Women militias march by Tiananmen Square
Peter Sharp, Asia correspondent
China has celebrated 60 years of Communist leadership by staging the biggest military parade ever seen in Beijing.
Some 5,000 troops, 500 military vehicles and a fly-past by 150 fighter jets and bombers sent a reminder to the world of the hardware at the disposal of this new economic superpower.
Much of central Beijing was shut down and unprecedented levels of security were deployed, with paramilitary police among 10,000 personnel on the capital’s streets.
The parade passed down the Avenue of Eternal Peace towards the Communist leadership in Tiananmen Square.
Ordinary people were banned from the square – they were told to stay at home and watch the ceremonies on TV.
President Hu Jintao abandoned his usual suit and appeared dressed in a dark Mao tunic.
Speaking from atop Tiananmen Gate, from where Mao proclaimed the birth of modern China in 1949, Mr Hu said it was a day to cherish.
“We have triumphed over all sorts of difficulties and setbacks and risks to gain the great achievements evident to the world,” he said.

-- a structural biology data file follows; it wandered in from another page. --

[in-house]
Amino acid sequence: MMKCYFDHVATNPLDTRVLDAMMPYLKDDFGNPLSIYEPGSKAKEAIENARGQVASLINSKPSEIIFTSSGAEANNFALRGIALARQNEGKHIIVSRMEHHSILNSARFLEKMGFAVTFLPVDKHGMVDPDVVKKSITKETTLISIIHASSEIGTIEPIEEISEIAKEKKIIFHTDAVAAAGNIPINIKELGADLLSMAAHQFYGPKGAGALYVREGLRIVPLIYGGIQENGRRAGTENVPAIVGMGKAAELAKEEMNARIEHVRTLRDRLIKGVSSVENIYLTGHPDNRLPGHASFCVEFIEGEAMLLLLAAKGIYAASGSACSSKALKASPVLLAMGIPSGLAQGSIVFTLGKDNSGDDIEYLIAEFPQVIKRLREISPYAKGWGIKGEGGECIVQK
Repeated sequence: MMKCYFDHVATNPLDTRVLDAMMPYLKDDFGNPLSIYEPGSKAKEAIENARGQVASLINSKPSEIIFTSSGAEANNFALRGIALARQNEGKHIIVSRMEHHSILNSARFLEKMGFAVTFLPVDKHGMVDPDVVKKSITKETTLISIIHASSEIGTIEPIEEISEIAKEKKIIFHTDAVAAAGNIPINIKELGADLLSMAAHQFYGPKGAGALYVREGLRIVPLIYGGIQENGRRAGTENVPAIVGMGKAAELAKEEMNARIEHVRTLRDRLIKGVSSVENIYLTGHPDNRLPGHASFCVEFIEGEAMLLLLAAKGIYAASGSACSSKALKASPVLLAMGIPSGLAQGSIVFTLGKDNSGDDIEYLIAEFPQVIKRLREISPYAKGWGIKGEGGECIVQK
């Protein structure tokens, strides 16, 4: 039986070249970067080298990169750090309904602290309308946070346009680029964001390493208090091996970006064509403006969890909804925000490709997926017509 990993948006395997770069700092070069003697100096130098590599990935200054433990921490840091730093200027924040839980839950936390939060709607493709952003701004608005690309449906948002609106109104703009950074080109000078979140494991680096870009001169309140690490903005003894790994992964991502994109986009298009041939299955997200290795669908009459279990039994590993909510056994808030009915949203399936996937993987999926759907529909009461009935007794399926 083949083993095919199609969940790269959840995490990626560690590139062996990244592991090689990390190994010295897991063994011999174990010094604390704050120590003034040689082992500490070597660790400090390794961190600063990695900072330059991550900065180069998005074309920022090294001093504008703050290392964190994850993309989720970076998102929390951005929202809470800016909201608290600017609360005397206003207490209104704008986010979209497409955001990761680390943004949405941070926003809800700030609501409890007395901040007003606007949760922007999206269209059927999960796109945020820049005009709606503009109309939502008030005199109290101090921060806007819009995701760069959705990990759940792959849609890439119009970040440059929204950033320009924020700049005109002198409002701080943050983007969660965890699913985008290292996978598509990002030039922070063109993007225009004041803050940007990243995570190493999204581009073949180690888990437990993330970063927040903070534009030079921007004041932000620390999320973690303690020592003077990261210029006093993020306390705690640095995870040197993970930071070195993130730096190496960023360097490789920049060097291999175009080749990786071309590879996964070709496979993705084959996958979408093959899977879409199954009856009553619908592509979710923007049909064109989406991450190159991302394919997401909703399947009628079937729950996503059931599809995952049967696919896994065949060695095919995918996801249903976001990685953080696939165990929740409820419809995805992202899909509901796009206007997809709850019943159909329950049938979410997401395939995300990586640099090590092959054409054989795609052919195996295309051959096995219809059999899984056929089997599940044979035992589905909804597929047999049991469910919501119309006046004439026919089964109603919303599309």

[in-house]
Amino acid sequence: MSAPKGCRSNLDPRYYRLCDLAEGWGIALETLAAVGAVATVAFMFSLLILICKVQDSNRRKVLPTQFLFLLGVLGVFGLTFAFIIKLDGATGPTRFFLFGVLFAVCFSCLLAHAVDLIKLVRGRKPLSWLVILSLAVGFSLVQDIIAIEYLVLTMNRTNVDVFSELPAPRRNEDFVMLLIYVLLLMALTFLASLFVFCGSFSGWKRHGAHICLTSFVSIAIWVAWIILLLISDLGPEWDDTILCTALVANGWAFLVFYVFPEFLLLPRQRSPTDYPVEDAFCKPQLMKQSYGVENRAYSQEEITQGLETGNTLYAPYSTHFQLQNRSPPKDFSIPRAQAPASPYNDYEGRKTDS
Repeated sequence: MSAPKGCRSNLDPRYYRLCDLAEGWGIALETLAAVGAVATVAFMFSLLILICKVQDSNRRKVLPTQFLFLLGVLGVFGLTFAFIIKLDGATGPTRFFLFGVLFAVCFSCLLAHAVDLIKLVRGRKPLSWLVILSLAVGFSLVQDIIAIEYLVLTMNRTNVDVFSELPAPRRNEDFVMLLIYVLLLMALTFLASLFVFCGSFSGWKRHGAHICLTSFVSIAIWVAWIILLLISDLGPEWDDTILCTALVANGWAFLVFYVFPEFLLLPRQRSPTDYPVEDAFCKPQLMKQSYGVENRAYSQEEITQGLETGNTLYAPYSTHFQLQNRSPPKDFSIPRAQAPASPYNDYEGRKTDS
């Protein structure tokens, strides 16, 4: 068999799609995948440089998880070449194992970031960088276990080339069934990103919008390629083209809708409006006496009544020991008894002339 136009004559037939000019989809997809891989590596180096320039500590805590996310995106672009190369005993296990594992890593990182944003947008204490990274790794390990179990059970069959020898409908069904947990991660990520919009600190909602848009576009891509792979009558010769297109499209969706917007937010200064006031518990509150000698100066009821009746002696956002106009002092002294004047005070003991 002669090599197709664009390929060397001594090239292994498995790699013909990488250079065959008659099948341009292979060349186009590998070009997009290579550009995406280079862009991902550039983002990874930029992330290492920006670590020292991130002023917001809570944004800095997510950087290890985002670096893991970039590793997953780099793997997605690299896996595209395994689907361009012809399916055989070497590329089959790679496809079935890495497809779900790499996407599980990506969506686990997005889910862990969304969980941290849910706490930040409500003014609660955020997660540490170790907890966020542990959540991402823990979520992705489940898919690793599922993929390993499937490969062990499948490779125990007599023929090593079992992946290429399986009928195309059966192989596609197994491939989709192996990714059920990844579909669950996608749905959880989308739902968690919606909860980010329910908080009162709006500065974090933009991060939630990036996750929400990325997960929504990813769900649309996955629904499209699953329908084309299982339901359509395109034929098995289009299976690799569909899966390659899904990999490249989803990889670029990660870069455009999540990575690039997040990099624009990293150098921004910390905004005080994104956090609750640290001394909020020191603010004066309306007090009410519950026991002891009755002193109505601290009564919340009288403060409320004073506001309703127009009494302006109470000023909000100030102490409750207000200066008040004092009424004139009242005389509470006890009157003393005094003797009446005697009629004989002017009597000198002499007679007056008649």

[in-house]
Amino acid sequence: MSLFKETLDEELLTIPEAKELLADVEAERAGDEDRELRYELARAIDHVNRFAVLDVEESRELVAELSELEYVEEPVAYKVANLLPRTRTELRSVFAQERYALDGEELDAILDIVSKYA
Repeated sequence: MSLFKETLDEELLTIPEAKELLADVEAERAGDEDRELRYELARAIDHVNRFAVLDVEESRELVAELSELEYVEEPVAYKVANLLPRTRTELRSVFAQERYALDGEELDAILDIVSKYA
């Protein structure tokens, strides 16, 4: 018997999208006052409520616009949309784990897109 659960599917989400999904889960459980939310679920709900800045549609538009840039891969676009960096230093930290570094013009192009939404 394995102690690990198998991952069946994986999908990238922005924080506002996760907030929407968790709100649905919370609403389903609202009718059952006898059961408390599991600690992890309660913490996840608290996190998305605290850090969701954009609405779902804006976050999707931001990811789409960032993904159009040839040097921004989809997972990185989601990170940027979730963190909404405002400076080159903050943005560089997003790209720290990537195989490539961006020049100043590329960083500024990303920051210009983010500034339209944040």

“Today, a socialist China geared toward modernisation; the world and the future towers majestically in the East.”
Later, riding in an open-topped black limousine, he reviewed the troops and tanks.
The parade was a source of pride to some Beijing residents.
“I think all 1.3 billion people are happy about this because of our standard of living,” said 53-year-old Xu Deqing, walking in an alley a few blocks off the parade route.
“When you compare with 30 years ago… back then people’s stomachs were empty. Now we have really made it to a higher level.”
One elderly woman, Mrs Gao, said she was in the square 40 years ago.
“Chairman Mao arrived in the back of a truck. There was no colour, everything was grey. Today it’s is unbelievable,” she said.
“We can show the world how powerful we are.”
The celebrations focussed on social harmony and integration among China’s ethnic minorities.
However, there was no reference to the bloody unrest in Tibet in 2008 or in the muslim Uigher province of Xinjiang last summer, in which hundreds died.
Away from the meticulously-planned processions, protests broke out over corruption, social injustice and poverty.